Stena Bulk raises concern for tanker crew as BP avoids Strait of Hormuz

Stena Bulk has raised concerns about the health of the seafarers on board a tanker captured by Iran at a time when oil major BP has confirmed it is avoiding the Strait of Hormuz trouble-spot.

Iranian forces abseiled from a helicopter onto the 50,00-dwt Stena Impero (built 2018) and took control of the ship 11 days ago and have been holding it at Bandar Abbas.

There are 23 crew on board from India, Russia and Philippines, with Embassy officials from each country boarding the vessel this weekend.

However, the shipowner has stressed the importance of its own access to the tanker given Iranian claims of a collision with a fishing vessel and the welfare of those on board.

“We are concerned about the potential impact a prolonged period of uncertainty will have on the welfare of both crew and their families,” Stena Bulk said in its latest update on the situation.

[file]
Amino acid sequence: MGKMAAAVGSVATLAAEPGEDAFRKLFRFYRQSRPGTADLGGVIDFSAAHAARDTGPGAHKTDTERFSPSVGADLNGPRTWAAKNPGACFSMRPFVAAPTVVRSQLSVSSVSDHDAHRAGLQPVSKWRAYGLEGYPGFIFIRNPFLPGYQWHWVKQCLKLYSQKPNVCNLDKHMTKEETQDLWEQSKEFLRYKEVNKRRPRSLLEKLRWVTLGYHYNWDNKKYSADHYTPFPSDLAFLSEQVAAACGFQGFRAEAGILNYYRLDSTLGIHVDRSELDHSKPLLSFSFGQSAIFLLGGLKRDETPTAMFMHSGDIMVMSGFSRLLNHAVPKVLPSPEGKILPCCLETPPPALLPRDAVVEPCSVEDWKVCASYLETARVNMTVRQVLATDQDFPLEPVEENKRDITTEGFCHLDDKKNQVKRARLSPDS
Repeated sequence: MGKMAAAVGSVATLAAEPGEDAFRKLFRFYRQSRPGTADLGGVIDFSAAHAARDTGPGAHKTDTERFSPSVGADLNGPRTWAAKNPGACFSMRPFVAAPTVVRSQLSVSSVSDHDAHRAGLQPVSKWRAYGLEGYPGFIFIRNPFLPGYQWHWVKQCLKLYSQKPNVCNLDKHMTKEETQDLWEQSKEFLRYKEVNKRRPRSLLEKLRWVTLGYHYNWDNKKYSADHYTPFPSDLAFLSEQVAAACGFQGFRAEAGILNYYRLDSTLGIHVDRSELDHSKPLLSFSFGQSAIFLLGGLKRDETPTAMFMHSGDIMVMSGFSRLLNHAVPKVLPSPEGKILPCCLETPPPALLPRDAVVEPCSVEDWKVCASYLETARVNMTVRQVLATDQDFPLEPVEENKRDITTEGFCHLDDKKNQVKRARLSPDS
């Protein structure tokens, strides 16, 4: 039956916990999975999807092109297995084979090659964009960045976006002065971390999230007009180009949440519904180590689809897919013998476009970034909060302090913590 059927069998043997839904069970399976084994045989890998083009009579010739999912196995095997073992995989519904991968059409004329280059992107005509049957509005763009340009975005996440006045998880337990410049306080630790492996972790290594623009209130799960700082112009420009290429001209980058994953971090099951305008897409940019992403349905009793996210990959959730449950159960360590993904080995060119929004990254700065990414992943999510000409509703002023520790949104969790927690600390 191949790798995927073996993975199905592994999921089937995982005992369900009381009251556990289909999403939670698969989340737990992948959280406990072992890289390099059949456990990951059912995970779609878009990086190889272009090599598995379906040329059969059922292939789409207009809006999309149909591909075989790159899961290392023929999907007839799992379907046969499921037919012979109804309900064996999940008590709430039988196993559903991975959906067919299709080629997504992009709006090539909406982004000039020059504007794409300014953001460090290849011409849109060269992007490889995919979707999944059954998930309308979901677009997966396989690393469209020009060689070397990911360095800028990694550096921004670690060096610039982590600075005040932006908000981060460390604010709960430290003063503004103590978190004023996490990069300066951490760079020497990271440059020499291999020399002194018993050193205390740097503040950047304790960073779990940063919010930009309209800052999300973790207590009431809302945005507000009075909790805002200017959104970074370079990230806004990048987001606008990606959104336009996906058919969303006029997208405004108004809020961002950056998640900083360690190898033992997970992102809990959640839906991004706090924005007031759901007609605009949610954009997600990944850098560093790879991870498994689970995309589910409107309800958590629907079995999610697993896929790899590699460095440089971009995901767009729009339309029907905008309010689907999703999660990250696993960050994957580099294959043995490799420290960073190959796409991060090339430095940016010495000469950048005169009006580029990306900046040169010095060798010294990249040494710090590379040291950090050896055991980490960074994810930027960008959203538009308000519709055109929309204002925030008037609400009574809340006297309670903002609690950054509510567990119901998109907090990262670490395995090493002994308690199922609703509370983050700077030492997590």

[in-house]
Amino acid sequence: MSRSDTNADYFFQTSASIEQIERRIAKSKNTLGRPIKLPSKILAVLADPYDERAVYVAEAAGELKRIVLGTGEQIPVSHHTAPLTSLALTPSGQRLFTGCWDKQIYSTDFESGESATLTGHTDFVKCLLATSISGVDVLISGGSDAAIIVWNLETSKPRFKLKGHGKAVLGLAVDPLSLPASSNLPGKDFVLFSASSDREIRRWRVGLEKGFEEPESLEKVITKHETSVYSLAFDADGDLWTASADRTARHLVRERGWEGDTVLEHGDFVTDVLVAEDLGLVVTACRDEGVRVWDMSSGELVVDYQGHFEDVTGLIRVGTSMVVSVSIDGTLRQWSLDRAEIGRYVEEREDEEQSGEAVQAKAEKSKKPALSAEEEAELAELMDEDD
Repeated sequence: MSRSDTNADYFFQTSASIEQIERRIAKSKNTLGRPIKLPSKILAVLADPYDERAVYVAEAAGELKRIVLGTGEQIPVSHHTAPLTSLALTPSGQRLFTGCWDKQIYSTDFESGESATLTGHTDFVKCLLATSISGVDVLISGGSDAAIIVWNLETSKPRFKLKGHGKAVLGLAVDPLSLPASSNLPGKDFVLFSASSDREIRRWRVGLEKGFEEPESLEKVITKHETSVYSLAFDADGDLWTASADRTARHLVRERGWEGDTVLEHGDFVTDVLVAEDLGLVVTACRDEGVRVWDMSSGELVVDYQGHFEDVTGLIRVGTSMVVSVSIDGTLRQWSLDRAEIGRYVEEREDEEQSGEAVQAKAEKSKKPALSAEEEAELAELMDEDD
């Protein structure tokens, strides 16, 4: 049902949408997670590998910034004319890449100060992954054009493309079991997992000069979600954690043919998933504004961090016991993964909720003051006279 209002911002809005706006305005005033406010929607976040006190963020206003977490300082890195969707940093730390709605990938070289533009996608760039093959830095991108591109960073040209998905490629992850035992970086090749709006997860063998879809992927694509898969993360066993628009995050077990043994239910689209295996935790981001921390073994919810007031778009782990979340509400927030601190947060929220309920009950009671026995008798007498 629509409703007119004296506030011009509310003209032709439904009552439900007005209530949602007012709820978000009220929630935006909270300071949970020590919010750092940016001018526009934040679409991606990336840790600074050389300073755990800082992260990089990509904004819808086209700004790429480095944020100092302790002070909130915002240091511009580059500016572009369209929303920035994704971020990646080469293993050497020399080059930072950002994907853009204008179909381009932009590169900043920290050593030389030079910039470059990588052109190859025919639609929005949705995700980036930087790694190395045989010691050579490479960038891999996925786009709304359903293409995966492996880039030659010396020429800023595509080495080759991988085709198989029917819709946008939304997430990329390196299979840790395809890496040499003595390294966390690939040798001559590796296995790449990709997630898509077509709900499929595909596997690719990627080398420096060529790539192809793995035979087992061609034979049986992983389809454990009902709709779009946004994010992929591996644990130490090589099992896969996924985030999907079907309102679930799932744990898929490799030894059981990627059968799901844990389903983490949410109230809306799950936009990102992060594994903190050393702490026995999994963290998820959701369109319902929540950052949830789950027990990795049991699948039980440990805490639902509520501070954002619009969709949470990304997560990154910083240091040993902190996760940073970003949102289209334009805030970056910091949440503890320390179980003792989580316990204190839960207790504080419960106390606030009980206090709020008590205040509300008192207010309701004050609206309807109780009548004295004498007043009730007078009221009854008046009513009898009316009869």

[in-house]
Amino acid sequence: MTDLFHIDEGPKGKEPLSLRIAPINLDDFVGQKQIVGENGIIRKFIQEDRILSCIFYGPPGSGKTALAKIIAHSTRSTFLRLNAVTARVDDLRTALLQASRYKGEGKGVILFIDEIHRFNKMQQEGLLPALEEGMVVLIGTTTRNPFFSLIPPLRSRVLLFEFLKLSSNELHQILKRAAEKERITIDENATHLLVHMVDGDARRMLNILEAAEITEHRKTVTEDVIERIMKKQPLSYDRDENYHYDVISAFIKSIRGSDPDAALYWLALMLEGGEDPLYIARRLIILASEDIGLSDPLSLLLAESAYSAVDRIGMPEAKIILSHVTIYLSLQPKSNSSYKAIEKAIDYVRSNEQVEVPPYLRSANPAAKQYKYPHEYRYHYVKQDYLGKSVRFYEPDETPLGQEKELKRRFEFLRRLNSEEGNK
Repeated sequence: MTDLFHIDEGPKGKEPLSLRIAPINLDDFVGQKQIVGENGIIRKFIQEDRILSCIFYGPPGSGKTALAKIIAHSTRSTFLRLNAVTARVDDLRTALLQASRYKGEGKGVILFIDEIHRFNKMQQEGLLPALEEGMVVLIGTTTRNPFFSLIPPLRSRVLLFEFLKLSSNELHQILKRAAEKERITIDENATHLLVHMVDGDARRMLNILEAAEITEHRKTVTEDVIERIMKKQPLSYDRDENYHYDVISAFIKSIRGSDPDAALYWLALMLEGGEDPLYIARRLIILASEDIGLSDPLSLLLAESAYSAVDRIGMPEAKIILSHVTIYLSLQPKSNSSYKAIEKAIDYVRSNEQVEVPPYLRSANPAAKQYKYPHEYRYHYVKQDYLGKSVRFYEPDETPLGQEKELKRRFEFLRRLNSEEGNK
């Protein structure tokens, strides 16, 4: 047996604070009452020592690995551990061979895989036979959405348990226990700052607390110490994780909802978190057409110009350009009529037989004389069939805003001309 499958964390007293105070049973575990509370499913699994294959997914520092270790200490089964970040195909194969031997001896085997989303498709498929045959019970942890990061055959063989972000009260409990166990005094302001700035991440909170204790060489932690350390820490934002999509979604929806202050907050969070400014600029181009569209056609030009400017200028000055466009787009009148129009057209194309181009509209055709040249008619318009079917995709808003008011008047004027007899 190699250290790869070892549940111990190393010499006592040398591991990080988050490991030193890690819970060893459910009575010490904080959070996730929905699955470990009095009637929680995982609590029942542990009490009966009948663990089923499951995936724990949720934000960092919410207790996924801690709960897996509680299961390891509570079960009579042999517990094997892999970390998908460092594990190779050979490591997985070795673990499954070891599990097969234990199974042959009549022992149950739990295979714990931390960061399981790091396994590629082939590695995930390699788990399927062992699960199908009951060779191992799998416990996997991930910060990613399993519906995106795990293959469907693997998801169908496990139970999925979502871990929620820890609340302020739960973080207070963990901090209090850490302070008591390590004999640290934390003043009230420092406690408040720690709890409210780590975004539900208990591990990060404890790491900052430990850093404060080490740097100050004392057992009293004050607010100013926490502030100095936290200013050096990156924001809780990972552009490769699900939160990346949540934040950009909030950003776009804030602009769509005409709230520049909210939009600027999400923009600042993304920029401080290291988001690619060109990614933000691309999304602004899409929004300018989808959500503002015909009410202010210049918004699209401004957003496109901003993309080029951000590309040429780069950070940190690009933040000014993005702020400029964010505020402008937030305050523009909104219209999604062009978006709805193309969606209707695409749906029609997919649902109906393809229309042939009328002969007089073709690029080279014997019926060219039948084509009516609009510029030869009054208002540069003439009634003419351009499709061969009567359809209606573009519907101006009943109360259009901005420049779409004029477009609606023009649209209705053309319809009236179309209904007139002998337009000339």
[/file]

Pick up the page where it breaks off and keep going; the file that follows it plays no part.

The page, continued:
“Our colleagues on the Stena Impero were carrying out their profession as merchant seafarers and do not deserve to be in this position.”

“As previously stated, from the information we have, there is no current evidence the ship has breached any maritime rules or regulations, and we stand behind the professionalism and conduct of the crew of the Stena Impero.”

BP Shipping had its own close call with Iranian forces earlier this month.

Three Iranian Revolutionary Guards boats approached the 158,000-dwt British Heritage (built 2017) in the Middle East Gulf.

While a British warship fended off the hostilities, BP has since kept its own ships out of the area, according to chief financial officer Brian Gilvary.

“We will continue to make shipments through there but you won’t see any BP-flagged tankers going through in the short term,” he said, according to Reuters.

BP is not the only shipping company which is reluctant to operate in the troubled area.

Peter Livanos company GasLog said last week its ships were avoiding the Strait of Hormuz.

Source: TradeWinds